2016-03-02T09:00:00+00:00Researchers at Princess Margaret Cancer Centre have confirmed in a screening effectiveness study that early screening with MRIs can reduce breast cancer mortality for female survivors of childhood Hodgkin’s lymphoma (HL) who received chest radiation. The findings published today in the Journal of the National Cancer Institute (doi:10.1093/jnci/djw010), build on previous clinical work that demonstrated MRI detects breast cancer at early stages in young survivors who are not old enough to start standard breast cancer screening, says principal investigator Dr. David Hodgson, a radiation oncologist at the Princess Margaret Cancer Centre, University Health Network. Dr. Hodgson is also a Professor in the Department of Radiation Oncology, Faculty of Medicine at the University of Toronto. “If you are a young woman who was treated with radiation therapy to your chest as a teenager or child for HL, or for that matter chest radiation therapy for any reason, you should be having a conversation with your family doctor or your oncologist about whether to start breast cancer screening earlier than most women would,” says Dr. Hodgson.
2016-02-24T10:11:46+00:00While two advanced radiosurgery approaches - Gamma Knife and RapidArc® - offer different strengths, they are equally effective at eradicating cancer in the brain, say researchers at Sidney Kimmel Cancer Center. Their study, published online Jan. 25, 2016 in Frontiers in Oncology, compared the two different devices in brain radiosurgery. Six patients, each with three or four brain metastases, were studied. The Gamma Knife was slightly more effective than RapidArc® at focusing the beam of radiation, thus limiting spread to normal tissue, and RapidArc® offered much quicker treatment compared to the Gamma Knife, researchers say. Gamma Knife treatment usually take 60-100 minutes, about 3-5 times longer than RapidArc®, they say.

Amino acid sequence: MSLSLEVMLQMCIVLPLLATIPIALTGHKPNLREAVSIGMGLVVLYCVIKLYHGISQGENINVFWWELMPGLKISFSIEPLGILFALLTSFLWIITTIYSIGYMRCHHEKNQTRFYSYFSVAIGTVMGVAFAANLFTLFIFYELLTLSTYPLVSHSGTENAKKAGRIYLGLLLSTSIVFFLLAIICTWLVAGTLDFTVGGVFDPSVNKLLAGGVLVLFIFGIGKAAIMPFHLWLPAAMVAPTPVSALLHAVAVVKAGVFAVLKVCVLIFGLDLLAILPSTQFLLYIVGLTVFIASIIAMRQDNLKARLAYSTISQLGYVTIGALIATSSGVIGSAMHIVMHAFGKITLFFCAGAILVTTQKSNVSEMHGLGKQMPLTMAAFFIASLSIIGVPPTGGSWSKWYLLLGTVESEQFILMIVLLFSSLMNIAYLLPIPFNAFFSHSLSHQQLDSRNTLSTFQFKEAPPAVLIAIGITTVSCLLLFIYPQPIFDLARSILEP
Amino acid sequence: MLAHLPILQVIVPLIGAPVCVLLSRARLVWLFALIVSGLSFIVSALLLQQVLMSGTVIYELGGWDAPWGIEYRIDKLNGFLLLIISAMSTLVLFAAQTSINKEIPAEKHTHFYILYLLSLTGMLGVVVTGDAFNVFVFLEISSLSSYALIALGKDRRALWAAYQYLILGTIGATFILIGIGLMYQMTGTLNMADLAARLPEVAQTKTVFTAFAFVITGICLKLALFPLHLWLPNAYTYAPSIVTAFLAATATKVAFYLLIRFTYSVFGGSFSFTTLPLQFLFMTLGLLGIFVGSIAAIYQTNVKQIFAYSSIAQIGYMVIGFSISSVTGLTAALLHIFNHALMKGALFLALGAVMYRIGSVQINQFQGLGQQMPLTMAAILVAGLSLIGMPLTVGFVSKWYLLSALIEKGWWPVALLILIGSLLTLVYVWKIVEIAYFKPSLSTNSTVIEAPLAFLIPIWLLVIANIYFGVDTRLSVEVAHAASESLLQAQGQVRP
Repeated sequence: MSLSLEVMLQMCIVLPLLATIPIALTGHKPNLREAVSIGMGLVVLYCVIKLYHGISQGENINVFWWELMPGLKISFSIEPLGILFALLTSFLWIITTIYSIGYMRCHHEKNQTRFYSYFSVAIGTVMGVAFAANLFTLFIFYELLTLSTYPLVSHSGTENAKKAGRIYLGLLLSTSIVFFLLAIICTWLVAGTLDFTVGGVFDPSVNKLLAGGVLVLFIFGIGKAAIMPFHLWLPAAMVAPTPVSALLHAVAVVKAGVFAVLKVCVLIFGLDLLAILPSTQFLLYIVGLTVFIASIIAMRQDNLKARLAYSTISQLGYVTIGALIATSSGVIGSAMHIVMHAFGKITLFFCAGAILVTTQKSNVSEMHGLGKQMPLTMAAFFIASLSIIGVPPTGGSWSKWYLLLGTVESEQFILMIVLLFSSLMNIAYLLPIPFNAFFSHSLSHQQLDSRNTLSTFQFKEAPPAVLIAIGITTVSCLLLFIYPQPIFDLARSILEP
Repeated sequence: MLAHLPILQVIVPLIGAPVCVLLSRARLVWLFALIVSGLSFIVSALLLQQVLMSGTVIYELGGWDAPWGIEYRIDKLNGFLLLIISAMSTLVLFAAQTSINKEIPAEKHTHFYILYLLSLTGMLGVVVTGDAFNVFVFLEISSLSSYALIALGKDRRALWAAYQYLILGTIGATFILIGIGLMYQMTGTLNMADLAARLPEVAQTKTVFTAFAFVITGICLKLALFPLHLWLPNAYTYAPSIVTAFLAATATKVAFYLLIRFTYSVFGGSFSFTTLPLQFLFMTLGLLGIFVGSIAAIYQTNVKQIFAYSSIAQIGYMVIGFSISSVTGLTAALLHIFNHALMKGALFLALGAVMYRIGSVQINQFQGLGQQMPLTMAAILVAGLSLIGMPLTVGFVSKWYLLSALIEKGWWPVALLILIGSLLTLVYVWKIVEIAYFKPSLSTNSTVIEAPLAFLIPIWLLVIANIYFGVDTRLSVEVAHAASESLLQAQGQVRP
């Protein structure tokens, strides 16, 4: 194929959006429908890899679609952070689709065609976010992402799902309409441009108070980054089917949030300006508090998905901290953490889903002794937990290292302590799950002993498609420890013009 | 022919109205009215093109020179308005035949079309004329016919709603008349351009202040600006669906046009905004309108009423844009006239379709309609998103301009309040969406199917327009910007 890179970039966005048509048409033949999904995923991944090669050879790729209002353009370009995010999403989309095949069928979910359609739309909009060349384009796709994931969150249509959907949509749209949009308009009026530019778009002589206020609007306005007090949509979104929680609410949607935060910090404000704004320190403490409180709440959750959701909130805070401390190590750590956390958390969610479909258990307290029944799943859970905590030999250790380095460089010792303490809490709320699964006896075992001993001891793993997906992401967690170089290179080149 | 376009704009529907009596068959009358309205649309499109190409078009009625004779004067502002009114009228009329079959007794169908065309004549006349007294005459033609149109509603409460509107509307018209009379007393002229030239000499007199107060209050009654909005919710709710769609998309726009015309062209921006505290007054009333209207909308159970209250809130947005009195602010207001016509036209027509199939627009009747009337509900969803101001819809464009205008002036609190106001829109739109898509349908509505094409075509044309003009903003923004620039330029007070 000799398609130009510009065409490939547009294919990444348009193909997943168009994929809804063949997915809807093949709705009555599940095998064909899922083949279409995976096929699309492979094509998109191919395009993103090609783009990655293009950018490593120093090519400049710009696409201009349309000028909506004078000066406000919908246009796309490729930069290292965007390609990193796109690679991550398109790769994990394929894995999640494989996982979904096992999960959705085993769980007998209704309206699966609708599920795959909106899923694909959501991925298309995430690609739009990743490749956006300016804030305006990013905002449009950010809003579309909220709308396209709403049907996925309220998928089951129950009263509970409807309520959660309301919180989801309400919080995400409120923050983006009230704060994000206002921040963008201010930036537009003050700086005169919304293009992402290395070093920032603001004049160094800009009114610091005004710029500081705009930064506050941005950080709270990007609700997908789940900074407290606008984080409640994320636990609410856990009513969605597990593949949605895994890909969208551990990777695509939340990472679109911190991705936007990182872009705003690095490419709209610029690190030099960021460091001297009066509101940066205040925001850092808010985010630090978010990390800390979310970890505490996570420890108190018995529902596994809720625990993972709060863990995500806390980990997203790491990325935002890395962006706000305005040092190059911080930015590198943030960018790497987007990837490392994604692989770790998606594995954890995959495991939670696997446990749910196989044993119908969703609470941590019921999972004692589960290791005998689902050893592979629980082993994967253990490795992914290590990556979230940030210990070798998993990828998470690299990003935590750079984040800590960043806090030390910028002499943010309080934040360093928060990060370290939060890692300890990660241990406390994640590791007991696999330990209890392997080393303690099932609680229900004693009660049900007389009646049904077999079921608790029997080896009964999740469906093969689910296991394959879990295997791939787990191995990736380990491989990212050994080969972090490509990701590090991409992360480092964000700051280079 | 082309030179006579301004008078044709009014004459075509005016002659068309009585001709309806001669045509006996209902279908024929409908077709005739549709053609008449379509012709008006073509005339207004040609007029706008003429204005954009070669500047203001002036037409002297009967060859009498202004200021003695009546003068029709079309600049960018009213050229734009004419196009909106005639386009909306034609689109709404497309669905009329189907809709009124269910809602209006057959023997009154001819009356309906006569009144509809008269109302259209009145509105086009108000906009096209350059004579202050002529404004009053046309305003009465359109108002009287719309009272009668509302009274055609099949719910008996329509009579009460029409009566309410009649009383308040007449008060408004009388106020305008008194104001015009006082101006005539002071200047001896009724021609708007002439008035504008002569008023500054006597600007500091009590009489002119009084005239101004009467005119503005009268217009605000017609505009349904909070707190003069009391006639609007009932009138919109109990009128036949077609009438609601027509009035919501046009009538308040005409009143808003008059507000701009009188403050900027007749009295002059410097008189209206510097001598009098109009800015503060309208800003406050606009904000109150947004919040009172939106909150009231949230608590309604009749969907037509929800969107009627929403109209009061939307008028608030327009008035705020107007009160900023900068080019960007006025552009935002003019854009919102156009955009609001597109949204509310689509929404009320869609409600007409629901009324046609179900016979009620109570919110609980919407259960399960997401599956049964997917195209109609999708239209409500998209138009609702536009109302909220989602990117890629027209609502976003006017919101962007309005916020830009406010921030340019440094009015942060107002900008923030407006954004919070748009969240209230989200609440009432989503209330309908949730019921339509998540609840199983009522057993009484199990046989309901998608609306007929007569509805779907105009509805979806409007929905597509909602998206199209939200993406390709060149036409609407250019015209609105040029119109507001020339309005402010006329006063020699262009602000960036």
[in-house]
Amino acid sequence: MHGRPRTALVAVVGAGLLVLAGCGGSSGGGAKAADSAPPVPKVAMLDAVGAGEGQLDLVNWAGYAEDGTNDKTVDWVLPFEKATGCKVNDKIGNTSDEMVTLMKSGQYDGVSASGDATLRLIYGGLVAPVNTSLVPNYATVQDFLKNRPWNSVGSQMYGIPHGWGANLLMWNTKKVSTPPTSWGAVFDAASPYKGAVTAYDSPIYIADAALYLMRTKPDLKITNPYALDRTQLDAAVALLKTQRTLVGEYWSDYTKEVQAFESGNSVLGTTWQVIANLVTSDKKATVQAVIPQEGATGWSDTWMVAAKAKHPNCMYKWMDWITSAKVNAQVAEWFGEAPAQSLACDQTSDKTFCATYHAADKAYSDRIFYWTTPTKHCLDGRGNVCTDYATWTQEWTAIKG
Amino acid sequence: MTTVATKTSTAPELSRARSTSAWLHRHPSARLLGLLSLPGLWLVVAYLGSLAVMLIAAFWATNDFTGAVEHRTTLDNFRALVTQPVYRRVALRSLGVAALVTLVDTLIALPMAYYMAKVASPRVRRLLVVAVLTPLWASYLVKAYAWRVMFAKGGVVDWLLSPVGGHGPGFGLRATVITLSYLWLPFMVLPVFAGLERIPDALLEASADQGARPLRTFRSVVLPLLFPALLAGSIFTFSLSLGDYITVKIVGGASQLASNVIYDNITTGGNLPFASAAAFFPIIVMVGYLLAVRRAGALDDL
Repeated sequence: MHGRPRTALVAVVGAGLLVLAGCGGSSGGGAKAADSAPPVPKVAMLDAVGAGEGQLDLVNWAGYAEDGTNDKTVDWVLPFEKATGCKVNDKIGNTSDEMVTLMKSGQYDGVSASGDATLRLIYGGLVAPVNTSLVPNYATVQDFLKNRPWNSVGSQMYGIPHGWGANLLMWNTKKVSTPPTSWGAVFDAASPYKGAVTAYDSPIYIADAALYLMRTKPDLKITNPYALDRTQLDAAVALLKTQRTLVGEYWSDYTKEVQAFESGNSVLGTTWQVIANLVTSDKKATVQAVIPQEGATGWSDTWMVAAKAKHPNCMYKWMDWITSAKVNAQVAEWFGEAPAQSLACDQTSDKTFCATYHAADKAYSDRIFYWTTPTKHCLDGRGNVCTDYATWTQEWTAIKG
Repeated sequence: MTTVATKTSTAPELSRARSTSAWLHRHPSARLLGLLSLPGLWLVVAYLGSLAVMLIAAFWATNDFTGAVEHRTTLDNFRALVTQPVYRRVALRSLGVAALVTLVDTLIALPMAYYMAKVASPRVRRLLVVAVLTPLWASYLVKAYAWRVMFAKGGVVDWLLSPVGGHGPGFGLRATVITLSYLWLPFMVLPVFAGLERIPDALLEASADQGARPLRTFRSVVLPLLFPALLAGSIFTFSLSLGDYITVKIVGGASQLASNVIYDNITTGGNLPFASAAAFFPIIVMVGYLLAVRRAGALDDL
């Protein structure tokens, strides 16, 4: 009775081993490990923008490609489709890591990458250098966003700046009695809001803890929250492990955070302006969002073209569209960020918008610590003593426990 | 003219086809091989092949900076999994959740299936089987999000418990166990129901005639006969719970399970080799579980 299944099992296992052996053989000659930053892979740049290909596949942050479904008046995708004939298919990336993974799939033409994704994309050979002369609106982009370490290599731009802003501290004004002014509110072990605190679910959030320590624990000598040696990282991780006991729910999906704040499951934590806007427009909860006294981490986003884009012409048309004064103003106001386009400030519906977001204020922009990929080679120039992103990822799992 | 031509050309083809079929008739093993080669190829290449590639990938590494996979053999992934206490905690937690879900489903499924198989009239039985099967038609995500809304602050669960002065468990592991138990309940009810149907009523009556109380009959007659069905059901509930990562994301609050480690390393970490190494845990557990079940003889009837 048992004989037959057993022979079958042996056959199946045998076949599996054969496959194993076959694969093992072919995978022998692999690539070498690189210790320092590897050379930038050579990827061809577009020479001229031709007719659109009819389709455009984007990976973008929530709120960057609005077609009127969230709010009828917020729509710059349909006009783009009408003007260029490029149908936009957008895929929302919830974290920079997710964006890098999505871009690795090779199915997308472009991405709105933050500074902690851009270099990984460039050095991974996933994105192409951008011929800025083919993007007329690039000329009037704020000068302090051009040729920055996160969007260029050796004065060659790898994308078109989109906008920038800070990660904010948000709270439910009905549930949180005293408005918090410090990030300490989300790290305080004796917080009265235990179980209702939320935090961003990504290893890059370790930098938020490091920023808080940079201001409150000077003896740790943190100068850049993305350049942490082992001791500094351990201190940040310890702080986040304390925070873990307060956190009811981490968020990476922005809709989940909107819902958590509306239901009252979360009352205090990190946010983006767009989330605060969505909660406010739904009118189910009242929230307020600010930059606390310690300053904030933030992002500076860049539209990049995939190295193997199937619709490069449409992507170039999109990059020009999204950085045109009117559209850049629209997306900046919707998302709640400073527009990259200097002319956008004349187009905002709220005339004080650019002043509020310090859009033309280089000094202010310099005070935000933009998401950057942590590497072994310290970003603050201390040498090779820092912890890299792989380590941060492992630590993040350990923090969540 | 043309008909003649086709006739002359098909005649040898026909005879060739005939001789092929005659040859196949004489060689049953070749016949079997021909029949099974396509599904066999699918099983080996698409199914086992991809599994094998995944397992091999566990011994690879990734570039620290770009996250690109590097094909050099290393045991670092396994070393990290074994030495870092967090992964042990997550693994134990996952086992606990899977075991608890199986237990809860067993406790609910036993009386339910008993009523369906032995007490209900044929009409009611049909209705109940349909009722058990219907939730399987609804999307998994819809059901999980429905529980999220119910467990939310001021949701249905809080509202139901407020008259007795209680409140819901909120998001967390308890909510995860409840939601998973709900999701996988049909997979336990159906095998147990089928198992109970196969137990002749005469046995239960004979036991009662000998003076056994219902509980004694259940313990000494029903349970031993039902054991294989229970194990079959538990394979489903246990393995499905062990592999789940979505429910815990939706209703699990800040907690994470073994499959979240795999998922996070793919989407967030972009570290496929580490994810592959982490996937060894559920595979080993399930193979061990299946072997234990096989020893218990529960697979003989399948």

2016-02-05T10:36:28+00:00A new therapeutic approach tested by a team from Maisonneuve-Rosemont Hospital (CIUSSS-EST, Montreal) and the University of Montreal gives promising results for the treatment of multiple myeloma, a cancer of the bone marrow currently considered incurable with conventional chemotherapy and for which the average life expectancy is about 6 or 7 years. The study was lead be Dr. Jean Roy, a haematologist at the Maisonneuve-Rosemont Hospital and professor at the University of Montreal, between 2001 and 2010 with 92 newly diagnosed patients. Using an approach developed at Maisonneuve-Rosemont, consisting of an autograft to reduce tumour mass followed by a family allograft three to four months later to clean the bone marrow of myeloma cells with immune cells from a family donor (immunotherapy), the study resulted in a total cure rate of 41%, a record level using this strategy. Moreover, patients in complete remission six months after the allograft had a relapse-free survival rate of 60%. Overall, the autograft strategy followed by allograft resulted in relapse-free survival rates of 20-25% in the long term. “In many hospitals, doctors have abandoned the use of allografts for multiple myeloma due to the risk of toxicity and relapse. Our results, on the other hand, have led us to offer the treatment to more patients, especially younger patients and those with poorer prognoses,” said Dr. Roy.